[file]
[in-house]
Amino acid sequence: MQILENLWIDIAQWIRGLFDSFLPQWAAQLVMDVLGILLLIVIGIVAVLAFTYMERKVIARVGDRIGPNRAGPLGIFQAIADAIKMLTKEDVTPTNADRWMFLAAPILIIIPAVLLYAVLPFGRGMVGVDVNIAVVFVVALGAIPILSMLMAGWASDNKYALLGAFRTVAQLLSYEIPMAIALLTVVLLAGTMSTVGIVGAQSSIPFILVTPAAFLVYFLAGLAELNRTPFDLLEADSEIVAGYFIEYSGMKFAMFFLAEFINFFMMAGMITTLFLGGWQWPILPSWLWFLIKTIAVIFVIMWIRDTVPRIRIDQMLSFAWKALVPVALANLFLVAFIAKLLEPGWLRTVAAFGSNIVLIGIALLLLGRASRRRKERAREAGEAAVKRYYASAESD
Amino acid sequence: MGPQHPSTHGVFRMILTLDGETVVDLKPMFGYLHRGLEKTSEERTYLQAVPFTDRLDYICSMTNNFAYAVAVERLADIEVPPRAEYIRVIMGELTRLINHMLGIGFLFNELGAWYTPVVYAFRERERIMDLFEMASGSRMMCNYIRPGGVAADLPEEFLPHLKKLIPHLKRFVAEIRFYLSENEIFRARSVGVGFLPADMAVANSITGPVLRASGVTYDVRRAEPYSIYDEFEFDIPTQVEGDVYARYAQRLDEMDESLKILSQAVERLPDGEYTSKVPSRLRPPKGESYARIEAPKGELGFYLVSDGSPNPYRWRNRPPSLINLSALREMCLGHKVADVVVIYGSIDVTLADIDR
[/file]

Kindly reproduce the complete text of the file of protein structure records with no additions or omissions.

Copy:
[in-house]
Amino acid sequence: MQILENLWIDIAQWIRGLFDSFLPQWAAQLVMDVLGILLLIVIGIVAVLAFTYMERKVIARVGDRIGPNRAGPLGIFQAIADAIKMLTKEDVTPTNADRWMFLAAPILIIIPAVLLYAVLPFGRGMVGVDVNIAVVFVVALGAIPILSMLMAGWASDNKYALLGAFRTVAQLLSYEIPMAIALLTVVLLAGTMSTVGIVGAQSSIPFILVTPAAFLVYFLAGLAELNRTPFDLLEADSEIVAGYFIEYSGMKFAMFFLAEFINFFMMAGMITTLFLGGWQWPILPSWLWFLIKTIAVIFVIMWIRDTVPRIRIDQMLSFAWKALVPVALANLFLVAFIAKLLEPGWLRTVAAFGSNIVLIGIALLLLGRASRRRKERAREAGEAAVKRYYASAESD
Amino acid sequence: MGPQHPSTHGVFRMILTLDGETVVDLKPMFGYLHRGLEKTSEERTYLQAVPFTDRLDYICSMTNNFAYAVAVERLADIEVPPRAEYIRVIMGELTRLINHMLGIGFLFNELGAWYTPVVYAFRERERIMDLFEMASGSRMMCNYIRPGGVAADLPEEFLPHLKKLIPHLKRFVAEIRFYLSENEIFRARSVGVGFLPADMAVANSITGPVLRASGVTYDVRRAEPYSIYDEFEFDIPTQVEGDVYARYAQRLDEMDESLKILSQAVERLPDGEYTSKVPSRLRPPKGESYARIEAPKGELGFYLVSDGSPNPYRWRNRPPSLINLSALREMCLGHKVADVVVIYGSIDVTLADIDR